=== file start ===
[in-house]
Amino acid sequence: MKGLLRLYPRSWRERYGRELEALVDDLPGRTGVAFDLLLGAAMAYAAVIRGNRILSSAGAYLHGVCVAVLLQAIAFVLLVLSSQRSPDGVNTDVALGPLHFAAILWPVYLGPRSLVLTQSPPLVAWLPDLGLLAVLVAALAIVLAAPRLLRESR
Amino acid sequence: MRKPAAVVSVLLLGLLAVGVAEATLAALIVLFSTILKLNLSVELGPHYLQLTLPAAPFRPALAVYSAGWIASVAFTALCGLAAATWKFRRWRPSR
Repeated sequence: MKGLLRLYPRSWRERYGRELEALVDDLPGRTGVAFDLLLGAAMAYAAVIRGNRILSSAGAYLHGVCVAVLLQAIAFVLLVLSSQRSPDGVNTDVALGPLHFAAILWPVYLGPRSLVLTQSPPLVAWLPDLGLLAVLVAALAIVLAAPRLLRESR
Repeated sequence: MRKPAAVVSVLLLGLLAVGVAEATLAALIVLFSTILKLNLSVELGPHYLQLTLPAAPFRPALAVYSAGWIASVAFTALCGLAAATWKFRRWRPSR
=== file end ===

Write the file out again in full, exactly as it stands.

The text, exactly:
[in-house]
Amino acid sequence: MKGLLRLYPRSWRERYGRELEALVDDLPGRTGVAFDLLLGAAMAYAAVIRGNRILSSAGAYLHGVCVAVLLQAIAFVLLVLSSQRSPDGVNTDVALGPLHFAAILWPVYLGPRSLVLTQSPPLVAWLPDLGLLAVLVAALAIVLAAPRLLRESR
Amino acid sequence: MRKPAAVVSVLLLGLLAVGVAEATLAALIVLFSTILKLNLSVELGPHYLQLTLPAAPFRPALAVYSAGWIASVAFTALCGLAAATWKFRRWRPSR
Repeated sequence: MKGLLRLYPRSWRERYGRELEALVDDLPGRTGVAFDLLLGAAMAYAAVIRGNRILSSAGAYLHGVCVAVLLQAIAFVLLVLSSQRSPDGVNTDVALGPLHFAAILWPVYLGPRSLVLTQSPPLVAWLPDLGLLAVLVAALAIVLAAPRLLRESR
Repeated sequence: MRKPAAVVSVLLLGLLAVGVAEATLAALIVLFSTILKLNLSVELGPHYLQLTLPAAPFRPALAVYSAGWIASVAFTALCGLAAATWKFRRWRPSR